GOP 2012: Do Early Polls Matter?
A new poll shows Obama beating current GOP frontrunners like Huckabee, Romney, Gingrich and Palin by several points. Obama would only tie a nameless, generic GOP opponent, which suggests Americans may be open to replacing him if they could find the right candidate.
But that's a big if.
The Washington Post's Chris Cillizza and others have pointed to the uphill battle Republicans face--not because Obama is so strong, but because Republicans are so weak.
"All - that's A-L-L - of the Republicans considering runs for the nomination carry at least one major flaw that could keep them from victory," Cillizza writes of potential candidates Mitt Romney, Haley Barbour, Mitch Daniels, John Thune, Newt Gingrich, Sarah Palin, Jon Huntsman, Tim Pawlenty and Mike Huckabee.
He quotes Mark McKinnon, former adviser to President George W. Bush, saying, "So far, the Republican field looks conventional and flawed. To beat Obama, the GOP is going to have to come up with a ticket that is fresh, exciting, unconventional and free of major flaws."
Writing for The Daily Beast after the midterm elections, Benjamin Sarlin quotes several Republican strategists saying the GOP field is not where they'd like it to be.
"Call it the resurgent Republicans’ Achilles Heel. The GOP may have taken the House, closed in on the Senate, and made dramatic gains at the state level. But the party’s 2012 presidential field is weak—and a lot of Republicans know it," he writes.
Sarlin spoke with Andrew Ian Dodge, coordinator for the state Tea Party Patriots, who said, “The modern parlance of ‘meh’ pretty much sums up the lineup."
And it's not just pundits and strategists who are concerned, it's coming out in the polls, too.
Major hype surrounds recent polls like the one that gave Sarah Palin a 56 percent unfavorable rating among all Americans and a poll showing the Republican Party is sharply divided over their best candidate in 2012.
FiveThirtyEight's Nate Silver has explored the role of early polls and what--if any--role they play in predicting presidential outcomes.
"Even at this early stage, polls tell us something -- not everything, not a lot, but something -- about how the candidates are liable to be perceived next year following the primaries." Silver writes.
In his analysis, he finds, "[T]he public’s view of [2012's potential Republican candidates] ranges from tepid, to uncertain, to fairly poor. In contrast, at a comparable point in elections dating back to 2000, at least a couple of candidates in each field were reasonably popular."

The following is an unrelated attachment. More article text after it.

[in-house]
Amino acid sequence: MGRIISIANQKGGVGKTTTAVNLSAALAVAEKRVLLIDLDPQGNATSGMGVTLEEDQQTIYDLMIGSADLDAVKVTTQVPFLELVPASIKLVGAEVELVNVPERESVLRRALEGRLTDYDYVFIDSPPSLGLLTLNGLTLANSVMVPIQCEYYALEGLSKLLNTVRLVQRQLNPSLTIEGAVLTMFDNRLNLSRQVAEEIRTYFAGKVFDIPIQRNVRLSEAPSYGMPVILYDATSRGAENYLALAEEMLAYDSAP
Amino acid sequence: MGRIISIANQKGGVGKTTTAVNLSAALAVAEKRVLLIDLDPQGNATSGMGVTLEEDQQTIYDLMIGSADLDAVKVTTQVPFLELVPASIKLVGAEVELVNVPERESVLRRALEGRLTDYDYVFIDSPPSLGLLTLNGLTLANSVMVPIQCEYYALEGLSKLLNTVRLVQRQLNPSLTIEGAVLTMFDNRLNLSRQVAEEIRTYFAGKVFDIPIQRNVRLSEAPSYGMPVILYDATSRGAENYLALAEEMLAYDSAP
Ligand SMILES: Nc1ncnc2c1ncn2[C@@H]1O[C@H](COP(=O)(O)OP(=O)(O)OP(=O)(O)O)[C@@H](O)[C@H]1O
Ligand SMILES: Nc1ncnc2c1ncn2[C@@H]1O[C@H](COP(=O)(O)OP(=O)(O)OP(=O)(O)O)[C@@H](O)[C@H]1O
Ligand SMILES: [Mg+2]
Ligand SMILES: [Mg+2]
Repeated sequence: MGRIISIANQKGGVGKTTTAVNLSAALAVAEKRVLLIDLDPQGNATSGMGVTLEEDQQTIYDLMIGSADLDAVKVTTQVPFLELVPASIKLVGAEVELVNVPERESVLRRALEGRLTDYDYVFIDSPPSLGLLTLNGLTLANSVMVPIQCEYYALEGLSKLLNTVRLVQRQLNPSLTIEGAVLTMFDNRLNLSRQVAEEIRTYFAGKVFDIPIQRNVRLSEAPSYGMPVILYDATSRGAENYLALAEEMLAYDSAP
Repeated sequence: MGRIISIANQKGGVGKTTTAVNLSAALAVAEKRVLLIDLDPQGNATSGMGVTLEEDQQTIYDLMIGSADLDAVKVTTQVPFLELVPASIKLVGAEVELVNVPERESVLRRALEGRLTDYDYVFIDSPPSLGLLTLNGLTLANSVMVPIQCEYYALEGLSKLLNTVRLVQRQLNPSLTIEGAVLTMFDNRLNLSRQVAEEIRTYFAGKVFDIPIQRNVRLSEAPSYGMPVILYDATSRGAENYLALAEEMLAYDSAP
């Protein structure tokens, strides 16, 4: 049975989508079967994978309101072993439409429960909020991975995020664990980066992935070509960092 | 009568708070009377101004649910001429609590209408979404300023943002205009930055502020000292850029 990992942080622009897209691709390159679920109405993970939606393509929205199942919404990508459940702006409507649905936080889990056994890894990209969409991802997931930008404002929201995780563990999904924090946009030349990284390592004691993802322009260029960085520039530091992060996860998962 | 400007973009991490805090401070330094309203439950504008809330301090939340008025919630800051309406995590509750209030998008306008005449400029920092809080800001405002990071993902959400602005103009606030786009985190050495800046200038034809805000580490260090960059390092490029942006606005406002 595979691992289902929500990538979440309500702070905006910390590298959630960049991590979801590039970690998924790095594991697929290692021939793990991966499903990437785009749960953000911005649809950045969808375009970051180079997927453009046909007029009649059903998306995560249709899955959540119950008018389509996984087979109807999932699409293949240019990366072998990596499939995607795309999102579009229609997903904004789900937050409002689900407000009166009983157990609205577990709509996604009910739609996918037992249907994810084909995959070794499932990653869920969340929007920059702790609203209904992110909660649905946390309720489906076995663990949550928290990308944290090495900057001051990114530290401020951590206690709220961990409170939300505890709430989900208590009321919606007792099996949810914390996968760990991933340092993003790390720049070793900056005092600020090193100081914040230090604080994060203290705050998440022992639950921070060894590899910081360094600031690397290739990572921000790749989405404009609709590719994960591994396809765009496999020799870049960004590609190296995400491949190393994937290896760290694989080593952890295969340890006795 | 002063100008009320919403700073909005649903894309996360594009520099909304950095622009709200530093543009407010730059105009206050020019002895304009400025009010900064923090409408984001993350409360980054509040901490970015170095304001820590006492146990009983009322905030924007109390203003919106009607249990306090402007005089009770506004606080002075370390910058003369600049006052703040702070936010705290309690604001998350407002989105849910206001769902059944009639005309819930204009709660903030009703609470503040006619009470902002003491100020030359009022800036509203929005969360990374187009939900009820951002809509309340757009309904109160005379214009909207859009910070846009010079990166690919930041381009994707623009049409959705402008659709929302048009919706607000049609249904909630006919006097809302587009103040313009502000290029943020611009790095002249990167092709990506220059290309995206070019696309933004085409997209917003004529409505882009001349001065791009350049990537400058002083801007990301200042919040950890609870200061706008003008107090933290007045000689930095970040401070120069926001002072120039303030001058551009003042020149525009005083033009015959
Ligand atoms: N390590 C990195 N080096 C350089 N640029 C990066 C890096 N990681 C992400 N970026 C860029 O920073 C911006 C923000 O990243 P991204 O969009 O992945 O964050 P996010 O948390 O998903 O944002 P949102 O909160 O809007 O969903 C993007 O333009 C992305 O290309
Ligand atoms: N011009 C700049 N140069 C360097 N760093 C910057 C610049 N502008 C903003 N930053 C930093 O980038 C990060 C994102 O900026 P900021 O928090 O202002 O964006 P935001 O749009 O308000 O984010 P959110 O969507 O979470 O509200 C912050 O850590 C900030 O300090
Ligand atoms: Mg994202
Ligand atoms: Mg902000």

He counters arguments like those of Brendan Nyhan, who points to popular candidates who have not won before and the role the economy has played in past elections (dating back to the 80s and 90s) and will play in this one.
"[In 1991] Bill Clinton, who started out with relatively modest numbers (15% favorable/12% unfavorable), ended up unseating a president who many thought would be unbeatable. The key factor? A slow economy," Nyhan writes.
He also cites Ronald Reagan who had low favorables in 1979 but "ended up sweeping the Electoral College in 1980 as a result of the terrible economy."
So what does this mean for 2012?
"Romney and Huckabee are starting from a similar position. If the economy is bad enough, they'll win too," he concludes.
"The numbers that ultimately matter are economic growth, not early-stage polling."
Silver counters these examples by citing the unpopularity of the incumbents Reagan and Clinton were facing. He guesses Carter's 1980 approval ratings hovered around 31 percent, George H.W. Bush's 1992 ratings around 39 percent, "If Barack Obama’s numbers are in that range in November, 2012, it will be almost impossible for him to be re-elected regardless of the identity of the Republican nominee (although one Republican, Sarah Palin, has such poor favorability ratings that it might make for an interesting test case were they not to improve)."
But Obama's current polling numbers stand reasonably strong.
But Silver says Obama still could be in trouble if his approval ratings show up anywhere between 40 and 52 percent, "[W]ithin this range, the quality of the Republican candidate might plausibly make some difference as to whether he wins or loses."
A Public Policy Polling survey released Wednesday shows Obama in a dead 47 percent to 47 percent tie in a re-election match up against a generic Republican.
He polls significantly better, however, against known GOPers leading Huckabee by 3 points, Romney by 5 points, Gingrich by 9 points and Palin by 12 points.
“All of the actual Republican candidates poll weaker than the generic ones,” said Dean Debnam, president of Public Policy Polling. “That shows Barack Obama is still quite vulnerable, but polling well because of the lack of candidate quality in the GOP field. If that changes we’re going to have a much closer race on our hands.”
So what are some key factors that remain?
Name recognition could affect polling: Of those surveyed in the Feb. 8 CNN poll, 21 percent of Republicans and independents who lean Republican said they would support former Arkansas governor and 2008 GOP presidential candidate Mike Huckabee if he decides to run. Former Alaska governor and 2008 vice presidential candidate Sarah Palin was close behind with 19 percent of the support. Former Massachusetts governor and 2008 Republican presidential hopeful Mitt Romney came in at 18 percent.
But the current standing of Huckabee, Palin and Romney could be "mostly a matter of name recognition."
"Keep in mind that Joe Lieberman and Rudy Giuliani - both relatively famous when they decided to run for president - were ahead in polls conducted in 2003 and 2007," said CNN's Polling Director Keating Holland. "Neither man won a single primary or caucus once the voting started."